Assignment 2: Publication and Performance History
1 Did the original publisher issue the book in more than one edition? If so, briefly describe distinguishing features of each (illustrations, cover art, typography, etc.); if not, enter N/A
As found in WorldCat and http://www.bibliofind.com, The Promise was simutaneously published by Alfred A. Knopf (1969) in a book club edition. Chaim, Potok. The Promise. New York: Knopf, 1969. The OCLC Accession Number is 10672429
2 JPEG image of cover art from one subsequent edition, if available
3 JPEG image of sample illustration from one subsequent edition, if available
4 How many printings or impressions of the first edition?
As found in Publisher's Weekly, October 13, 1969: First printing: 100,000 copies
5 Editions from other publishers? If so, list their dates and publishers; if not, enter N/A
As found in WorldCat and Eureka, editions found by different publishers include: The Promise published by Heinemann, London (1969, 1970, 1978); The Promise published by G.K. Hall (large print edition) (1969, 1998); The Promise published by Fawcett (1969, 1970); The Promise published by Associated Reprinting Co. (1969); The Promise published by Fawcett Crest (1969, 1982); The Promise published by Penguin (1969, 1971, 1980); The Promise published by Ballantine Books (1982)
6 Last date in print?
According to WorldCat, The Promise is still in print as of April 2000.
7 Total copies sold? (source and date of information?)
This book was listed as the eighth highest selling book in 1969 in Hackett's 80 Years of Best Sellers, the list that notes top fiction sellers for the year. However, the book did not sell over 2 million copies to be included in the overall best sellers list.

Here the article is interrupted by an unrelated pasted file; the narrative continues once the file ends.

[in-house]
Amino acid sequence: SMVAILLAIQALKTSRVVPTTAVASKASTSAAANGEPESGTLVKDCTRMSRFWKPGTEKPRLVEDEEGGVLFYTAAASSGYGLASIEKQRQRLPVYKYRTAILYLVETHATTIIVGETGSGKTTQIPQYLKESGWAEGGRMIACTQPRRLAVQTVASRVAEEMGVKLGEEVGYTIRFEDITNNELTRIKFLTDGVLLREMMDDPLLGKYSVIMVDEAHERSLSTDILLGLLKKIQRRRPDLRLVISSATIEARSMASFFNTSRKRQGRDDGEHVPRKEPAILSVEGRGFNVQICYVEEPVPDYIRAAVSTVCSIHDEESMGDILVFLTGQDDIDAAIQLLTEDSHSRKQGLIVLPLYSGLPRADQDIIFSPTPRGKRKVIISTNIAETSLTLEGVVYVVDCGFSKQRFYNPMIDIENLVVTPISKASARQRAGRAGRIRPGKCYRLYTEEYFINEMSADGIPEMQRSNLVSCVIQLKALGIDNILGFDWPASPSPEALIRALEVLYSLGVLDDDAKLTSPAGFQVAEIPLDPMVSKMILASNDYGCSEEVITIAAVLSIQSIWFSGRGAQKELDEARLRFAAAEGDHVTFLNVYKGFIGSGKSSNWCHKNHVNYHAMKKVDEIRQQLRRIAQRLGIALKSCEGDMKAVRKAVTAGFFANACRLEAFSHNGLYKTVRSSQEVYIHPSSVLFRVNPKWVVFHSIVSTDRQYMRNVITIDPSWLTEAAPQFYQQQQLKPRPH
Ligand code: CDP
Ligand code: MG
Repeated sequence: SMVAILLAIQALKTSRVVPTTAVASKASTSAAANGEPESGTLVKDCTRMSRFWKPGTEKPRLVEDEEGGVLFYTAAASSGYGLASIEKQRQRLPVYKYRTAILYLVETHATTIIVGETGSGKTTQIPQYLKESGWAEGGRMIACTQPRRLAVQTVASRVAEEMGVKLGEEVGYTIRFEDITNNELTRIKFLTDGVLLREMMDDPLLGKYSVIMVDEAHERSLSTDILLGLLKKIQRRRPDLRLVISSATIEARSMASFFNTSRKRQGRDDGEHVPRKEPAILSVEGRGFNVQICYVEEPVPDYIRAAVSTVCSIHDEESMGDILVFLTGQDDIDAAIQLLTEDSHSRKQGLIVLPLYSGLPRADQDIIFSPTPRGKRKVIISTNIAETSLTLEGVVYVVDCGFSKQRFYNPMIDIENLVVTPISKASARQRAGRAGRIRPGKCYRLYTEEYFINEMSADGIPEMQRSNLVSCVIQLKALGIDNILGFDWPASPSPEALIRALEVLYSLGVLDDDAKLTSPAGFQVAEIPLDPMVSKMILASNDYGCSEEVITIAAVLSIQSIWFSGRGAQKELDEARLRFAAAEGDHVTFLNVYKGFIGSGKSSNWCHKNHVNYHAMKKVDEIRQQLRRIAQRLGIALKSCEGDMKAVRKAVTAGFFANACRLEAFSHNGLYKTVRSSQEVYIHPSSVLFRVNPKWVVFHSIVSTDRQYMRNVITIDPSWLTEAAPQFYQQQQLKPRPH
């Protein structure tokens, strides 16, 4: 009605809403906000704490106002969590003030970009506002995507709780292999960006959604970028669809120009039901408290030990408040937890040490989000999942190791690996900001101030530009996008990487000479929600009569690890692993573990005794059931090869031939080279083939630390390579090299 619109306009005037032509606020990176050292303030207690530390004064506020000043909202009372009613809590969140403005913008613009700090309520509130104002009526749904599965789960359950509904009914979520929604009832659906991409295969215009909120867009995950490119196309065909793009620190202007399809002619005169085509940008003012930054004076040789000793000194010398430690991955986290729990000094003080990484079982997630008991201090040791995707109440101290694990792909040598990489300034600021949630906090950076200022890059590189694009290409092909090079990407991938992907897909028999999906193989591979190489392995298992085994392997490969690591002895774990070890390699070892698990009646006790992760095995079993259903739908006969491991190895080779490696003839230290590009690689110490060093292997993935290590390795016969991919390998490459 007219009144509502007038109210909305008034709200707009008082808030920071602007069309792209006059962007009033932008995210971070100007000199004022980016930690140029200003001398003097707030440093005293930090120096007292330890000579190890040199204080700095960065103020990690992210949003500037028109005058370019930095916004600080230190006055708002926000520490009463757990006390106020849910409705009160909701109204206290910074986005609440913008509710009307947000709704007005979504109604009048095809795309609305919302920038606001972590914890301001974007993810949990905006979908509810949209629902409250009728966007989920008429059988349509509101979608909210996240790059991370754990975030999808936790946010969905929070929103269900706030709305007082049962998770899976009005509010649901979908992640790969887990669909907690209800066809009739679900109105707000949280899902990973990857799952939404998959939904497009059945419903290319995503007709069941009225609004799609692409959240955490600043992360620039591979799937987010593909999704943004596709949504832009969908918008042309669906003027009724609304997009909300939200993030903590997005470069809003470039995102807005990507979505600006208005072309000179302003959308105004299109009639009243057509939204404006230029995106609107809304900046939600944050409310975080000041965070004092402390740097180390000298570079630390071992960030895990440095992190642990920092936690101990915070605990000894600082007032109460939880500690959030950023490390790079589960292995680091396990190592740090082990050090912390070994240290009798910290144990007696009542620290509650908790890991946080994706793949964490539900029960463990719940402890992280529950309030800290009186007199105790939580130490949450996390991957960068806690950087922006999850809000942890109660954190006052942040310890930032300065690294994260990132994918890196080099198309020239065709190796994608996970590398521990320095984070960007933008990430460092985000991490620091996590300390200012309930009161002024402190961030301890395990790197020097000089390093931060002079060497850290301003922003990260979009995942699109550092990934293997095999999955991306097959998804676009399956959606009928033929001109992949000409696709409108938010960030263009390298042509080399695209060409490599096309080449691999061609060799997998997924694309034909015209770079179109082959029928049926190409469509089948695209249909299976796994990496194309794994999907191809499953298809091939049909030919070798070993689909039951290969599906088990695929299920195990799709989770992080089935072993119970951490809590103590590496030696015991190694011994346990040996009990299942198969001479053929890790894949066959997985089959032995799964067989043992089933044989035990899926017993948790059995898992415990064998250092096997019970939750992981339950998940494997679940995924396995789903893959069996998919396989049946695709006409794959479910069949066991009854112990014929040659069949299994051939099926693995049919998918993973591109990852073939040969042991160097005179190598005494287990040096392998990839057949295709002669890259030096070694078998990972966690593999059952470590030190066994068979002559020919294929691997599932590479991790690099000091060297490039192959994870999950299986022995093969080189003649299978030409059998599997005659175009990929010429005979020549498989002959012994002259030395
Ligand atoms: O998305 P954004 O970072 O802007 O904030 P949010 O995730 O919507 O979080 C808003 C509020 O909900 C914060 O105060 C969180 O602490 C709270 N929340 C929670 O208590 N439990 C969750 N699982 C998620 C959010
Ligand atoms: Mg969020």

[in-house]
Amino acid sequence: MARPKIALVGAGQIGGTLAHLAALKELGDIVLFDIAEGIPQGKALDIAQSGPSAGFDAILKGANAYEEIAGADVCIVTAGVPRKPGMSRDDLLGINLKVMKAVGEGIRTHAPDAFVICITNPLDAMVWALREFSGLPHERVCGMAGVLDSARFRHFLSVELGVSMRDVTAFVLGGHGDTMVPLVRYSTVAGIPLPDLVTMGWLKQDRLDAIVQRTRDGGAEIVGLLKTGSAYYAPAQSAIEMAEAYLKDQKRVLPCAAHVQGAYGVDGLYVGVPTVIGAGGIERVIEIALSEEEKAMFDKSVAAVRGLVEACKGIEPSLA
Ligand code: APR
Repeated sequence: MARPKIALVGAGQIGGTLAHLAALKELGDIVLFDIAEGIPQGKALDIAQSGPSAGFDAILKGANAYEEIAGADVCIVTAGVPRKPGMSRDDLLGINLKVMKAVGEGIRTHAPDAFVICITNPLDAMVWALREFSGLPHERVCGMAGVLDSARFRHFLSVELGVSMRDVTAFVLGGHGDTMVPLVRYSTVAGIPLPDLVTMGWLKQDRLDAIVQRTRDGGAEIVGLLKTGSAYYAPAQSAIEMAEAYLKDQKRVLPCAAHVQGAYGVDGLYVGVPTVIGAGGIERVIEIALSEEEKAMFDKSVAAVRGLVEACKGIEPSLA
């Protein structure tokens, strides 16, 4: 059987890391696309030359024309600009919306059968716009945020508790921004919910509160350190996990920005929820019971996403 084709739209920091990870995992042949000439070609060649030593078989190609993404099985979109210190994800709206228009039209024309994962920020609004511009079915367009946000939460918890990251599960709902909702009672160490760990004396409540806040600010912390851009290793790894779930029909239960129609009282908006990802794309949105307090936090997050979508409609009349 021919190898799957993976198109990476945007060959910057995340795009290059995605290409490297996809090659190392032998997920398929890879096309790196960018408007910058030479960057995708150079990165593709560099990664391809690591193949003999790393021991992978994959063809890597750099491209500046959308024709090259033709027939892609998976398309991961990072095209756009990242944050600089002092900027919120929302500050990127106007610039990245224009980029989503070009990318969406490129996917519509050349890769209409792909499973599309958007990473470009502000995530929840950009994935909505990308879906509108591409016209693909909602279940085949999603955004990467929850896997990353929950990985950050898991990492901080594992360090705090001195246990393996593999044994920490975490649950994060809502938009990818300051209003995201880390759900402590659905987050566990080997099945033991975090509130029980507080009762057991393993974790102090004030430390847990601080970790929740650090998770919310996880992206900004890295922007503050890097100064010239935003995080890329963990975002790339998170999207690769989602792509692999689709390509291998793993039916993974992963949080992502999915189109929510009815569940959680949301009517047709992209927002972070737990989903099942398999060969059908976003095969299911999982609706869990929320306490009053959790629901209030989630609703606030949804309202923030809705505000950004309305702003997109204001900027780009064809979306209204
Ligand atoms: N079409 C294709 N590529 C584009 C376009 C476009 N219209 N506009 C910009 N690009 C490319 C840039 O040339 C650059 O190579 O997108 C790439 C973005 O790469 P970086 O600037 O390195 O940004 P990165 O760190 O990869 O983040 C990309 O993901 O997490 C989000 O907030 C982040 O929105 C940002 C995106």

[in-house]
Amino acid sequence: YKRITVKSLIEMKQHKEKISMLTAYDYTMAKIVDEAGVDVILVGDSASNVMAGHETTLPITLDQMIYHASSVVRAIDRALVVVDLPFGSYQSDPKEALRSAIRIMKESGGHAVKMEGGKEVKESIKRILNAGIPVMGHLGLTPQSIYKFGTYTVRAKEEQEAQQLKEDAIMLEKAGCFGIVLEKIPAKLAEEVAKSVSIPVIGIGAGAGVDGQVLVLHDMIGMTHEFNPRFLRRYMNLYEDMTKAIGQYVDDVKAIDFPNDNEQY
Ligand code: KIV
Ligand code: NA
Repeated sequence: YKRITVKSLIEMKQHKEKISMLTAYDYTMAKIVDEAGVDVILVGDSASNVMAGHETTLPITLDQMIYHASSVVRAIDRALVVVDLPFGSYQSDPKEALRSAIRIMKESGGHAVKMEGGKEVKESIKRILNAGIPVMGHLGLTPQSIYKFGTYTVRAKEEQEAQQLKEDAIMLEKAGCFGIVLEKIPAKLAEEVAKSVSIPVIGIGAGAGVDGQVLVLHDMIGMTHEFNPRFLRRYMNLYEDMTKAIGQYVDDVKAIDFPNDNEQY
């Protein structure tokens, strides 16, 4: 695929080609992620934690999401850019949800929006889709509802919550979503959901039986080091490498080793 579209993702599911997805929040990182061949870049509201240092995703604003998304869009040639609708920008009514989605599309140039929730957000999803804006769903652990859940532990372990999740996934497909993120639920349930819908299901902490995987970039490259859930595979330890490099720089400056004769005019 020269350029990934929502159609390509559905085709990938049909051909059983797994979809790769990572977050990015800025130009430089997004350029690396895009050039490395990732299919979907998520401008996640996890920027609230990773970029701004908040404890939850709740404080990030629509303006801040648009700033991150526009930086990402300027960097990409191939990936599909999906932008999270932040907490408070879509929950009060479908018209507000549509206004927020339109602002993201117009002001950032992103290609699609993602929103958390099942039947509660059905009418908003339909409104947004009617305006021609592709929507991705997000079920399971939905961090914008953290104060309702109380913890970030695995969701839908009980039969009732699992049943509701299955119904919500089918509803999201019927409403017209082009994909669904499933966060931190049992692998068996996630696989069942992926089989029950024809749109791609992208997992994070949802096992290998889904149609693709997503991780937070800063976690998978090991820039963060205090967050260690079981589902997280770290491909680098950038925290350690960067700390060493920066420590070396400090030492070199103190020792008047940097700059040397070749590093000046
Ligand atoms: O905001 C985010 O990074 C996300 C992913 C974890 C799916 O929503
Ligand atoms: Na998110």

8 Sales figures by year? (source and date of information?)
After extensive research into resources such as Publishers' Weekly, Hackett's 80 Years of Best Sellers, The Bowker Annual, and The Bestseller's Index the sales figures by year were unavailable. However, Publisher's Weekly did note that The Promise sold for $6.95 in 1969.
9 Advertising copy (transcribe significant excerpts, briefly identify where ads were placed)
Advertisement from Publisher's Weekly, June 23, 1969. This advertisement was front and back occupying the entire space of both pages 17 and 18. (Page 17) Chaim Potok|THE PROMISE|A wonderful sequel to|The Chosen (Page 18) They are young men now - the two boys of The Chosen. . . Reuven Malter, studying to be a rabbi, fiercely confronted and challenged by a great orthodox teacher who would deny him his ordination. . . Danny Saunders, who tore himself from his destiny as a spiritual leader of the Hasids, risking the brilliant beginnings of his career as a clinical psychologist to save the sanity of a fourteen-year-old boy. As it follows each of them, disputing and aiding each other, to its superb double climax, The Promise is flooded with the same irresistible goodness and feeling, the same magnificent evocation of the life of the spirit - dramatically projected in marvelous scenes - that made Chaim Potok's first book one of the best loved novels of recent years. The Promise is bound to become another number one bestseller. Coming September 15th, $6.95 A Literary Guild Selection First printing:100,000 copies
10 JPEG image of sample advertisement, if available
11 Other promotion
Publisher's Weekly Volume 196, offers a Fall Reading List from various publishers. Alfred A. Knopf advertises The Promise to be released in September and to sell for $6.95. Also found in Publisher's Weekly in an advertisement dating June 23, 1969 is the notification of The Promise as a Literary Guild selection. In addition, Chaim Potok was awarded the Athenaeum Literary Award for The Promise in 1969, the year the novel was published. According to http://www.libertynet.org/athena/lit.html this prize was created in 1950 to praise the literary achievement among authors who are "bona fide residents of Philadelphia or Pennsylvania living within a radius of 30 miles of City Hall" at the time of their book's publication. "Nominated works are reviewed on the basis of their significance and importance to the general public as well as for literary excellence."
12 Performances in other media? If so, list media, date, title, production information; if not, enter N/A
After extensive research, into sources such as James M. Salem's A Guide to Critical Reviews, Magill's Survey of Cinema, Magill's Cinema Annual, and The American Film Institute Catalog of Motion Pictures in the U.S. it appears that there were no performances of The Promise in other media.
13 Translations? If translated, give standard bibliographic information for each translation. If none, enter N/A